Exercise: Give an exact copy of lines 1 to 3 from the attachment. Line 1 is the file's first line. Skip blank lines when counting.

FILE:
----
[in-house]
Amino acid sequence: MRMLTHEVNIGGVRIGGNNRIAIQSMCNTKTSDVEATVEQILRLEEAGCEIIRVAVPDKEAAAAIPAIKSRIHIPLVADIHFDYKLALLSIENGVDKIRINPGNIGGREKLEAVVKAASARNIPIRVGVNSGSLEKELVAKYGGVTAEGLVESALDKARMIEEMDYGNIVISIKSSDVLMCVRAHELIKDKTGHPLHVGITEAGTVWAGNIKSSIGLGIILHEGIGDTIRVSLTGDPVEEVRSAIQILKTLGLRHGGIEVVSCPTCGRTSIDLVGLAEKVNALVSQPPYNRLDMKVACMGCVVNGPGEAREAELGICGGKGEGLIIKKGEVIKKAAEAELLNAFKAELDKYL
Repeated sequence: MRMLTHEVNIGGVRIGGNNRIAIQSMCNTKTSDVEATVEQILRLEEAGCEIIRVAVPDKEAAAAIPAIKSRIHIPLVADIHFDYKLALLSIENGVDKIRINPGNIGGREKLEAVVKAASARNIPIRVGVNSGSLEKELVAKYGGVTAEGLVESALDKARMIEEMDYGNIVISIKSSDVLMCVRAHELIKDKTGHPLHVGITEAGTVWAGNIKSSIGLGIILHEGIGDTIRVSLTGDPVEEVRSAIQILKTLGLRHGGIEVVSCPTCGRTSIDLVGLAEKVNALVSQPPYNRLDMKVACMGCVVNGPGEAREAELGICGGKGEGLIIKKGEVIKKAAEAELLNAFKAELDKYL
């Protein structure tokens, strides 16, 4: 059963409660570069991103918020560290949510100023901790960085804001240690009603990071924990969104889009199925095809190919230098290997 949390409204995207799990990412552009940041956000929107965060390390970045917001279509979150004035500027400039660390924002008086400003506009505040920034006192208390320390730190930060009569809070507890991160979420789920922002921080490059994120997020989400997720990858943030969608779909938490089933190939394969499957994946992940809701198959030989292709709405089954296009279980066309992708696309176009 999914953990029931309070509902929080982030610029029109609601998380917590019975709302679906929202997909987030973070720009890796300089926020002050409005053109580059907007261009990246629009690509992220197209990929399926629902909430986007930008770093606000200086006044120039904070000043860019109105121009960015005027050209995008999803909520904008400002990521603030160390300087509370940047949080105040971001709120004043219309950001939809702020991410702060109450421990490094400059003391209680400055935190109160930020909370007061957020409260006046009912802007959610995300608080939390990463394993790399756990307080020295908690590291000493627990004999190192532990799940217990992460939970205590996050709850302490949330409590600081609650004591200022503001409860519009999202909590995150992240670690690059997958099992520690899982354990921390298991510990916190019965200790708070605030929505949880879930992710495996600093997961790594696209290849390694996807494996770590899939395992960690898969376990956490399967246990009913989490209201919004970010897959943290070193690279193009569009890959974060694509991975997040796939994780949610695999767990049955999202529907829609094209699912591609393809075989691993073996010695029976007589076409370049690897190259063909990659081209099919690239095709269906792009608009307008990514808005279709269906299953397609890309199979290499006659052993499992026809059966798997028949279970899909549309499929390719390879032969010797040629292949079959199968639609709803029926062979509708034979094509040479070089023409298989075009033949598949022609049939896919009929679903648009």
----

[in-house]
Amino acid sequence: MRMLTHEVNIGGVRIGGNNRIAIQSMCNTKTSDVEATVEQILRLEEAGCEIIRVAVPDKEAAAAIPAIKSRIHIPLVADIHFDYKLALLSIENGVDKIRINPGNIGGREKLEAVVKAASARNIPIRVGVNSGSLEKELVAKYGGVTAEGLVESALDKARMIEEMDYGNIVISIKSSDVLMCVRAHELIKDKTGHPLHVGITEAGTVWAGNIKSSIGLGIILHEGIGDTIRVSLTGDPVEEVRSAIQILKTLGLRHGGIEVVSCPTCGRTSIDLVGLAEKVNALVSQPPYNRLDMKVACMGCVVNGPGEAREAELGICGGKGEGLIIKKGEVIKKAAEAELLNAFKAELDKYL
Repeated sequence: MRMLTHEVNIGGVRIGGNNRIAIQSMCNTKTSDVEATVEQILRLEEAGCEIIRVAVPDKEAAAAIPAIKSRIHIPLVADIHFDYKLALLSIENGVDKIRINPGNIGGREKLEAVVKAASARNIPIRVGVNSGSLEKELVAKYGGVTAEGLVESALDKARMIEEMDYGNIVISIKSSDVLMCVRAHELIKDKTGHPLHVGITEAGTVWAGNIKSSIGLGIILHEGIGDTIRVSLTGDPVEEVRSAIQILKTLGLRHGGIEVVSCPTCGRTSIDLVGLAEKVNALVSQPPYNRLDMKVACMGCVVNGPGEAREAELGICGGKGEGLIIKKGEVIKKAAEAELLNAFKAELDKYL